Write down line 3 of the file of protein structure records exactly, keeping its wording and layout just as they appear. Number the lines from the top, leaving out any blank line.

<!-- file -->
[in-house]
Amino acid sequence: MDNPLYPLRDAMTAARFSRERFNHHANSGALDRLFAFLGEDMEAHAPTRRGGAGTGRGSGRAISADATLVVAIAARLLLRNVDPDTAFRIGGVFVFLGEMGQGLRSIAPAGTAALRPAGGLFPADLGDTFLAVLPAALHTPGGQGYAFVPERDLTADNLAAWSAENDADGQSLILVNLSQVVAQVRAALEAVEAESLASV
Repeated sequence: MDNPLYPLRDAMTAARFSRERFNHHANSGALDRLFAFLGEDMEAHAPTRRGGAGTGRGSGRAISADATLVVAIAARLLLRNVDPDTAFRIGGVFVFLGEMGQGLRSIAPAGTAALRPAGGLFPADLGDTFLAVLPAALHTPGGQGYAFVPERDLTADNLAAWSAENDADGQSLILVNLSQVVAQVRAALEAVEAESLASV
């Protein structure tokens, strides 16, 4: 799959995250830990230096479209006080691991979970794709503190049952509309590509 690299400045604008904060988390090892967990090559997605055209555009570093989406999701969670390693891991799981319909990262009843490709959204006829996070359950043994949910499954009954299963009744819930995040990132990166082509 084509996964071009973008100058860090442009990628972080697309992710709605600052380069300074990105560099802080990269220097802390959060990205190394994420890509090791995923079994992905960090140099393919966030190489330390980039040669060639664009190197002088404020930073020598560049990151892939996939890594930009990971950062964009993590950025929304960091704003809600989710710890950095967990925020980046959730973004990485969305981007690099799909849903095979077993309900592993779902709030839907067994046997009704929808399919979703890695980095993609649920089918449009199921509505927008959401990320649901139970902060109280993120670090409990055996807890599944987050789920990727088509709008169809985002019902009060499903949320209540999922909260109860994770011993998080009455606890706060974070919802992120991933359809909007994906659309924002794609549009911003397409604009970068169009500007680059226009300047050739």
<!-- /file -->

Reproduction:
Repeated sequence: MDNPLYPLRDAMTAARFSRERFNHHANSGALDRLFAFLGEDMEAHAPTRRGGAGTGRGSGRAISADATLVVAIAARLLLRNVDPDTAFRIGGVFVFLGEMGQGLRSIAPAGTAALRPAGGLFPADLGDTFLAVLPAALHTPGGQGYAFVPERDLTADNLAAWSAENDADGQSLILVNLSQVVAQVRAALEAVEAESLASV